For 25 years now, the Green Store in Belfast has been a local institution. Where else would you find such diverse items as composting toilets, toxic-free paints, cheeky bumper stickers, sweatshop-free clothing, reusable cloth menstrual pads and much more?
But unlike most Main Street institutions, this one began with a friendly poker game in Montville in the early 1990s. In those days, two then-married couples and Waldo County back-to-the-landers, Ellie Daniels and Bob Fenton and Bill and Pene Behrens, used to gather for cards and conversation. One night, they found themselves talking about natural food, organic gardening and living off the grid. There were few places to go to stock up for these lifestyles, which appealed to homesteaders and hippies alike and offered unique challenges.
“Wouldn’t it be nice if there was one place to go to get all things environmental?” Daniels recalled thinking, and so the idea for the Green Store was born.
It took a lot of creativity and sweat equity to translate a good idea to a bricks-and-mortar store, and more hard work and adaptability to keep it relevant and vigorous for a quarter of a century. During the first year of business, Daniels and Fenton divorced, and Fenton was bought out by Daniels and the Behrens. In 2004, Daniels bought out the Behrens, and today, she is the last of the four original owners to helm the Green Store. Despite all those changes, many aspects of the business have stayed the same over the years.
“My business mission is being fully satisfied,” Daniels said. “That is education and sort of changing the world, one little step at a time.”
It’s hard to remember Belfast and Waldo County without the Green Store, said Alan Crichton, a member of the back-to-the-land generation who founded Waterfall Arts, a nonprofit art center located in Belfast and Liberty.
“The Green Store is a staple place for the county,” he said. “It lets people know there are these alternative products out there. They’re available. You can incorporate them into your life. I think it’s been a really important place for thinking about a green future.”
At the beginning, each partner brought a particular passion to the fore. Perhaps most notably, Bill Behrens, who later co-founded ReVision Energy in Liberty, was interested in renewable energy, and Daniels, who worked for decades as a midwife and was the founder of Belfast’s Morningstar Midwifery, had a strong focus on natural health. They also launched a low-cost marketing campaign to see what the community wanted them to stock, putting placards on their children and sending them out to talk to people. In 1993, the friends secured a lease on the lower Main Street storefront that was being vacated by the Belfast Co-op, borrowed $38,000 from friends and family and waited to move in. The waiting was hard, Daniels said, because the Co-op’s move to their new, larger store (the current location on High Street) was very delayed.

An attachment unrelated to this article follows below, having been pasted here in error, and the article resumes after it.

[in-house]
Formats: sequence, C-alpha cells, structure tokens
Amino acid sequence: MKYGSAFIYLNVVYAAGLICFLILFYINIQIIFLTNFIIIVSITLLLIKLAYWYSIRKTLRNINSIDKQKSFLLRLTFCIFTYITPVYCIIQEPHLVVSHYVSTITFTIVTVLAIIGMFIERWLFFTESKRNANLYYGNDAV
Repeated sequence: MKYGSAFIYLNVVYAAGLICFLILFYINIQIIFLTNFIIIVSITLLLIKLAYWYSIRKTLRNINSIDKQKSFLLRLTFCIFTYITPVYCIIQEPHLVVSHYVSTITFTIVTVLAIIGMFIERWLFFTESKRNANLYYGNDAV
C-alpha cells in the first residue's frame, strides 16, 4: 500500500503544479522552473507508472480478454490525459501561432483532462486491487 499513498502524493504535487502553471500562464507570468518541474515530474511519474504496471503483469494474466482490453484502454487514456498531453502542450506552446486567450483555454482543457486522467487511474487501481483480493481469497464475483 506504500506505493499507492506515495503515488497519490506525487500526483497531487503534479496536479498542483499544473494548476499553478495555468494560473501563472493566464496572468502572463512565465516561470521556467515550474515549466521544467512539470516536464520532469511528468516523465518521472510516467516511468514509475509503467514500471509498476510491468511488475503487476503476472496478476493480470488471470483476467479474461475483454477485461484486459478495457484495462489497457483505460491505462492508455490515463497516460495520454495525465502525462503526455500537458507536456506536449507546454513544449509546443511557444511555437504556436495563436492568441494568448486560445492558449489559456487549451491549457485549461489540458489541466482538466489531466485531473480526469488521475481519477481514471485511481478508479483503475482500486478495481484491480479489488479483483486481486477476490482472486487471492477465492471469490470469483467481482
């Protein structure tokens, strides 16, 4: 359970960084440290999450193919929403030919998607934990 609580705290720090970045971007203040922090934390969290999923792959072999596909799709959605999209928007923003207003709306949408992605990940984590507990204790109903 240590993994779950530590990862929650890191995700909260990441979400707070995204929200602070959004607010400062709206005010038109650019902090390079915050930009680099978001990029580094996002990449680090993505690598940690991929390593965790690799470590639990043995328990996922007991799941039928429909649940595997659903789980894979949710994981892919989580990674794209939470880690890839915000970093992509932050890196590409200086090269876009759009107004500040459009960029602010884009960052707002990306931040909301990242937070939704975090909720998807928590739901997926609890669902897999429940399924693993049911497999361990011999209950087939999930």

“We were freaking out,” she said.
Finally, that fall, the Green Store opened. From the very beginning, they did some things differently than other small businesses. They had a computerized point of sale system even before email became ubiquitous. And from the start, they focused on explaining the sometimes-unique goods they carried.
“One of the things we noticed was that we were doing a tremendous amount of person-to-person education,” Daniels said. “That’s our sales approach.”
It was, and has continued to be, a good one. They didn’t just sell new technology, they explained it so customers understood how to best use the items in their own homes. Many of the on-demand hot water heaters, photovoltaic panels and other sustainable energy solutions were cutting edge when they first came to the Green Store, but have since been more widely adopted and can be found in mainstream retail stores. In fact, in 2003, the alternative energy portion of the business was spun off by Bill Behrens. By 2008, it had grown into ReVision Energy, a full-service renewable energy contracting company that has branches in Maine, New Hampshire and Massachusetts.
The Green Store was able to adjust to the change, Daniels said, and removing the alternative energy systems freed up space for other merchandise. In many ways, that was a good thing, as some of her humbler offerings actually are the most profitable things she sells.
“Greeting cards are the biggest revenue line in my store,” she said. “And my character comes through in the card lines and the bumper stickers. We’re irreverent. We’re Maine. We’re ourselves, and we’re not afraid to put it out there.”
Although there was an effort made to open other branches of the store in Damariscotta and Brunswick in the 2000s, they ultimately closed. The Green Store seemed to work best in quirky Belfast, under Daniels’ careful guidance.
“This town is unique. It’s eclectic. It’s authentic,” she said, adding that the store’s location in a century-old brick building fits with its motto of being a general store for the 21st century. “Even things like being located in [this building] with the tin ceilings — people come in and say, ‘oh, I’ve never been in a store like this before.’”
She’s proud that over the years, the store has really helped people to realize off-the-grid and homesteading dreams, or has helped make on-grid lives more environmentally conscious. All without preaching to would-be customers who might be mulling whether they could actually do things like compost their kitchen scraps, or switch out their Ziplock bags for reusable food storage wrappers made from cotton and beeswax.
“There’s something for everybody here. I want people to feel good in the store,” Daniels said. “We are introducing people to small steps to sustainability.”
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